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Texas doctor resigns after suspension for ‘spreading dangerous misinformation’ about COVID-19

A Texas doctor who was suspended for promoting ivermectin as a treatment for COVID-19 has resigned from her job, NBC News reports.

Mary Bowden, a Houston-based doctor, had previously had her privileges suspended from her job for “spreading dangerous misinformation” about COVID-19. 

Bowden, an ear, nose and throat doctor at Houston Methodist Hospital, announced her resignation on Monday via Twitter.  

“I have broken free from Methodist and very much appreciate the flood of support I have received! Sincere thanks to all of you who have reached out with kind words,” she said after posting her resignation letter online.

She also said in her resignation letter that she is not “anti-vaccine” but opposes “vaccine mandates on principle.”

Bowden further touted her record of having treated more than “2000 COVID patients” and said that “none of them have required hospitalization.”

She further added in her letter that “recent experience shows that vaccines are not 100 percent effective” and that there is “substantial evidence of efficacy of ivermectin in treating COVID-19.”

She also accused Houston Methodist Hospital of sharing “false and defamatory” statements against her over the accusation that she is spreading “dangerous misinformation.”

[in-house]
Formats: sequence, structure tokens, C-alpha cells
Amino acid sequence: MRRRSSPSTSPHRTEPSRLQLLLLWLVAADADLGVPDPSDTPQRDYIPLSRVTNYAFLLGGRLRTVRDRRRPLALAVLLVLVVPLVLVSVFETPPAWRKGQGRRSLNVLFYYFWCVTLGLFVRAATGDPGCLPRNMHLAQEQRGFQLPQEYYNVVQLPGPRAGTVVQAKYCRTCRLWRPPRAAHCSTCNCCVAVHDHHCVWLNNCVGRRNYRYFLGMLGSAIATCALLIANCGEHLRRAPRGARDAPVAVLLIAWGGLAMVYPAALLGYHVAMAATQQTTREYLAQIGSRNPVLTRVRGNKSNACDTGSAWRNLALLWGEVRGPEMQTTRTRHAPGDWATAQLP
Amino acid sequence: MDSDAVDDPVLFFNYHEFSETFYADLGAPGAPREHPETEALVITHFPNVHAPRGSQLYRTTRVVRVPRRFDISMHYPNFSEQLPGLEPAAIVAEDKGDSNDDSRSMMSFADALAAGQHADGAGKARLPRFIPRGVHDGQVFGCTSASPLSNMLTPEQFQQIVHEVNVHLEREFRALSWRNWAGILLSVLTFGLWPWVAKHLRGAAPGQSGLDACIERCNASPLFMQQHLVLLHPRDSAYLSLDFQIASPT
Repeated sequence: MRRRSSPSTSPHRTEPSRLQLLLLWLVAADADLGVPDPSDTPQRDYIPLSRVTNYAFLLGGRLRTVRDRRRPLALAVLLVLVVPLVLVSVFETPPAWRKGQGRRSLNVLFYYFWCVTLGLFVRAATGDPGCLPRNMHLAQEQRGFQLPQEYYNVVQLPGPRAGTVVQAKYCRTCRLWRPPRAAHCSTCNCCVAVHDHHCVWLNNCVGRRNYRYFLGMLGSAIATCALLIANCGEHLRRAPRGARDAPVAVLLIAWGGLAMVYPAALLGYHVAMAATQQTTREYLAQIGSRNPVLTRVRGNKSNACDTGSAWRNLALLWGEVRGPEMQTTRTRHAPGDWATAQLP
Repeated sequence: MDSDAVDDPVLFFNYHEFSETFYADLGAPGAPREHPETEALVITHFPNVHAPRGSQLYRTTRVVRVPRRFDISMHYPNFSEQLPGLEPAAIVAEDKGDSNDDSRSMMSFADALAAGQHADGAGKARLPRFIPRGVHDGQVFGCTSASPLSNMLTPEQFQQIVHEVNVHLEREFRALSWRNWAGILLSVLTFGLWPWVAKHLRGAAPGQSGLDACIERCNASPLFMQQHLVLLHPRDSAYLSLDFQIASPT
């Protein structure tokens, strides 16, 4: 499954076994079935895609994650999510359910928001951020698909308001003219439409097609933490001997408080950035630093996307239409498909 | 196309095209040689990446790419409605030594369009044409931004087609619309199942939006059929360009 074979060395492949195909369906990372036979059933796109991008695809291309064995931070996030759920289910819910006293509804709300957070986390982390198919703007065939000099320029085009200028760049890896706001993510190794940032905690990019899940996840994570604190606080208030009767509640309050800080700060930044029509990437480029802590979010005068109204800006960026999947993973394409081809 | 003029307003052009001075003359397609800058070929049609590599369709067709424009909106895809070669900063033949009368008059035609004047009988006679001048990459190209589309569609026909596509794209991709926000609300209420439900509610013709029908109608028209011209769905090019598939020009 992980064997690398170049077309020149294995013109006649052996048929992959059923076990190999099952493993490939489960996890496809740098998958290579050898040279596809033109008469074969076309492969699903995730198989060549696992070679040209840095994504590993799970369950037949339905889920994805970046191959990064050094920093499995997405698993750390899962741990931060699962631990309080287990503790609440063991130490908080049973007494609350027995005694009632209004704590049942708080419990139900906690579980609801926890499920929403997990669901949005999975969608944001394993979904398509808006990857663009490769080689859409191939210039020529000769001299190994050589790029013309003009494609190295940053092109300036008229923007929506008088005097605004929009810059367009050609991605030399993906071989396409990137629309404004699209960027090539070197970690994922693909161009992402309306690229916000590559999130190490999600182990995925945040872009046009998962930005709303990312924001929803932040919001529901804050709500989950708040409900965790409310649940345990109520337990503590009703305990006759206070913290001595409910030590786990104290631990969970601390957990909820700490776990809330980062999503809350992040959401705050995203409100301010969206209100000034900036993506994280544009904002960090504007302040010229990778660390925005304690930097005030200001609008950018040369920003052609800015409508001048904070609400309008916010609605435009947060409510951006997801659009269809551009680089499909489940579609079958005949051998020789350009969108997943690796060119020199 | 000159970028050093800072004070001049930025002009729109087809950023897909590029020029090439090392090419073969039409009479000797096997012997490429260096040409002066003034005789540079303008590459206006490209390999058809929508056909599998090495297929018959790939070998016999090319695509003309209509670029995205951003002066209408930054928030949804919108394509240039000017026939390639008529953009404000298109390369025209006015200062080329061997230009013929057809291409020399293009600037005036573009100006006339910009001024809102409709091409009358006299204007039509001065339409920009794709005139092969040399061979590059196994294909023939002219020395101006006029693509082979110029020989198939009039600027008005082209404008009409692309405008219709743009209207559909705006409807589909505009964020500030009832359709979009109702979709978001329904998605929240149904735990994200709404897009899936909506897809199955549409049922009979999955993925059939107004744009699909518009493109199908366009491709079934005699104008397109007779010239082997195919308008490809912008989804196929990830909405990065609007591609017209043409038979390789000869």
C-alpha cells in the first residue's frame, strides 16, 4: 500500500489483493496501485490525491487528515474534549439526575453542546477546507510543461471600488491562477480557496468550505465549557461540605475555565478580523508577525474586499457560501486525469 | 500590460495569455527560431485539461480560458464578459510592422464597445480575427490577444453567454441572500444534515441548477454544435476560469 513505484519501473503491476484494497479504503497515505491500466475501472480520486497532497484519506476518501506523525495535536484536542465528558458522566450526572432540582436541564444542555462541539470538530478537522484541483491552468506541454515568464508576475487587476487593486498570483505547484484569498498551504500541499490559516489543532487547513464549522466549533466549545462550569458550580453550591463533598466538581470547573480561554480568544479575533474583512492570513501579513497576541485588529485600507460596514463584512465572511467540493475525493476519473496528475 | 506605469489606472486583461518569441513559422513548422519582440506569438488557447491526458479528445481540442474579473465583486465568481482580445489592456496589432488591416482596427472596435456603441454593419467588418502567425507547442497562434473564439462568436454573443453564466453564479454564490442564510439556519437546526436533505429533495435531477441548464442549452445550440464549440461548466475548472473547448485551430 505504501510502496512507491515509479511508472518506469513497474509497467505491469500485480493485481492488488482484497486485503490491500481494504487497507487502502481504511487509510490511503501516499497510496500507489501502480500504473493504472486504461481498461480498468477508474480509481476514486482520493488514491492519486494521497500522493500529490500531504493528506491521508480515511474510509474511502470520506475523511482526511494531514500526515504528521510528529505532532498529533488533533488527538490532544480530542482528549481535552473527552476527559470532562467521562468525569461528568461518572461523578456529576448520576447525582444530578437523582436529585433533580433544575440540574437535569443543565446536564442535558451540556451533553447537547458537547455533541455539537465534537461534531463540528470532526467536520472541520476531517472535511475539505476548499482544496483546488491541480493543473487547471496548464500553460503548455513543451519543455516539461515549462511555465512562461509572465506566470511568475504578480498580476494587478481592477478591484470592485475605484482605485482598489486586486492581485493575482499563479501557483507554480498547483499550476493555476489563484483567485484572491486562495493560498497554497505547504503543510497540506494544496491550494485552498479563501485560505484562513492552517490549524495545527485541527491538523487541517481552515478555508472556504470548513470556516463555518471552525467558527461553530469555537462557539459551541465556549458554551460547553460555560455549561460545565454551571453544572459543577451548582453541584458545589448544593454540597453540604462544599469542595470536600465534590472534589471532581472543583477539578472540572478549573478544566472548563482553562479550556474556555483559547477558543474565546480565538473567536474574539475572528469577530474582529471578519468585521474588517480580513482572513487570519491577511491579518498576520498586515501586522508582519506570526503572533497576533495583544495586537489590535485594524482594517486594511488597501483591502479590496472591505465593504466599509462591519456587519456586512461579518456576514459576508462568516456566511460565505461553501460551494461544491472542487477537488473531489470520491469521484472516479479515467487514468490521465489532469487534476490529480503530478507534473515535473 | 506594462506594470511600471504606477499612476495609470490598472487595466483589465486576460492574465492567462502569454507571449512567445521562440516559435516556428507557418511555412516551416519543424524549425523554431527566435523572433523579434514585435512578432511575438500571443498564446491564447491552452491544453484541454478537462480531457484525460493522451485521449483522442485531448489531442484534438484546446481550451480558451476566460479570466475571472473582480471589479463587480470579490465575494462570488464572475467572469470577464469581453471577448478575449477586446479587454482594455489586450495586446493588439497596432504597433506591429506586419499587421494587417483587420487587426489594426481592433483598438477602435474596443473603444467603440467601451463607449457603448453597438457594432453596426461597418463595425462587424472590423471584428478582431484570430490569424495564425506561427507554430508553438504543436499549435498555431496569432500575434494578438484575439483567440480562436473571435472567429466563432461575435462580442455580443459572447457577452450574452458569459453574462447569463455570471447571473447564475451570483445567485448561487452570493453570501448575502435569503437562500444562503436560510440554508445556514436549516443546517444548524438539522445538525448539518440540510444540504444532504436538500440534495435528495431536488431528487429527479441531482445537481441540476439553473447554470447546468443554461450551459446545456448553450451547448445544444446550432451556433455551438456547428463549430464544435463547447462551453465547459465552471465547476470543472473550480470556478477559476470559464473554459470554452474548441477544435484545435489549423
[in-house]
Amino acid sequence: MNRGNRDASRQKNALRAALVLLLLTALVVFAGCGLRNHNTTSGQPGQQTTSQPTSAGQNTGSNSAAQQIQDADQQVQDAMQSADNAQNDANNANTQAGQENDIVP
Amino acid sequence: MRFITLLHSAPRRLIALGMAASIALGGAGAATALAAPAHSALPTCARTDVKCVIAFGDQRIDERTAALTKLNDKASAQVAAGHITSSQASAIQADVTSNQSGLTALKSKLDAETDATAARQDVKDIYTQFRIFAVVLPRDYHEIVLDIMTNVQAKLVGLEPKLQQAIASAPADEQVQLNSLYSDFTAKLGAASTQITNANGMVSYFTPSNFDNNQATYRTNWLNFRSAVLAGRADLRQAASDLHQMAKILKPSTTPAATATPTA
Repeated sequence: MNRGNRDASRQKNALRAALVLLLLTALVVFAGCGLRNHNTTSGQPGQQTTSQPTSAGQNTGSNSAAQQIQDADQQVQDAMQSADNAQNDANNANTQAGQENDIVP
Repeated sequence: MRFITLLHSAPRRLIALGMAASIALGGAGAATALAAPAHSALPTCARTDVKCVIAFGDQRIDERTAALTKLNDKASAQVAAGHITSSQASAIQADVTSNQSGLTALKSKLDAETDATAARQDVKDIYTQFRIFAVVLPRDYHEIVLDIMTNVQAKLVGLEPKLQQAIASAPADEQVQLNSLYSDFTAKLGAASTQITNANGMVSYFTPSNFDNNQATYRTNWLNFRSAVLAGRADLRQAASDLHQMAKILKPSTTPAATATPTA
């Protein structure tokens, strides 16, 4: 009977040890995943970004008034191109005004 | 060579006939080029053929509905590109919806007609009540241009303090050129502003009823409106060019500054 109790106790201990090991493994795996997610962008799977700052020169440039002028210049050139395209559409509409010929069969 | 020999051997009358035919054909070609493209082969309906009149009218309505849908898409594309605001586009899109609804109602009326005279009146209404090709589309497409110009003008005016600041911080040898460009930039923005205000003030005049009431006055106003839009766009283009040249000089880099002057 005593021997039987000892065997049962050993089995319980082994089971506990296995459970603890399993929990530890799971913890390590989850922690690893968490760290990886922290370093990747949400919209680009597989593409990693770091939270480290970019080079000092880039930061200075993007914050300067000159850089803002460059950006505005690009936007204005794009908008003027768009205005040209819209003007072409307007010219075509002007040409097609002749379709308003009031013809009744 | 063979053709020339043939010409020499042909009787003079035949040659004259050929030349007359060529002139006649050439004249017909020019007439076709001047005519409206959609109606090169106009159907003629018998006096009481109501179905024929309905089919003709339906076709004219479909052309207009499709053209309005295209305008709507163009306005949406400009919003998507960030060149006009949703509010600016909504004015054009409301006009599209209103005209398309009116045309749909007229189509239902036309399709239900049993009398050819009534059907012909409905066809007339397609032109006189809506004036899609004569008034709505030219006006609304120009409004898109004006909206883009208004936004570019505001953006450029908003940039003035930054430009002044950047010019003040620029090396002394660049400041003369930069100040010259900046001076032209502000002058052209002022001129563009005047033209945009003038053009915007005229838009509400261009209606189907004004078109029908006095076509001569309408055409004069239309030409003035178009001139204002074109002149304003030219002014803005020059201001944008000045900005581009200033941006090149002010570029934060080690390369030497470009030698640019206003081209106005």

Bowden has previously touted on her personal Twitter page that “ivermectin works,” and has tweeted multiple times on her personal account that “vaccine mandates are wrong.”

The Food and Drug Administration (FDA) and the Centers for Disease Control and Prevention have not recommended ivermectin, a drug used to kill parasites, as a COVID-19 treatment. 

Ivermectin is currently approved by the FDA to treat humans for parasitic worms, lice and skin conditions including rosacea. It is also used to treat animals, including cattle and horses.

Bowden’s lawyer, Steve Mitby, and Houston Methodist Hospital did not immediately respond to The Hill’s request for comment.

Houston Methodist Hospital previously told The Hill that Bowden’s social media remarks “do not reflect reliable medical evidence or the values of Houston Methodist.”

It also emphasized that it “will never deny care to a patient based on vaccination status.”

“Dr. Bowden, who has never admitted a patient at Houston Methodist Hospital, is spreading dangerous misinformation which is not based in science,” the hospital said in its statement.

The debate over ivermectin and its effectiveness in treating COVID-19 has left people divided after the FDA in August warned against using the drug at home following reports that some coronavirus patients were treating themselves with the drug.


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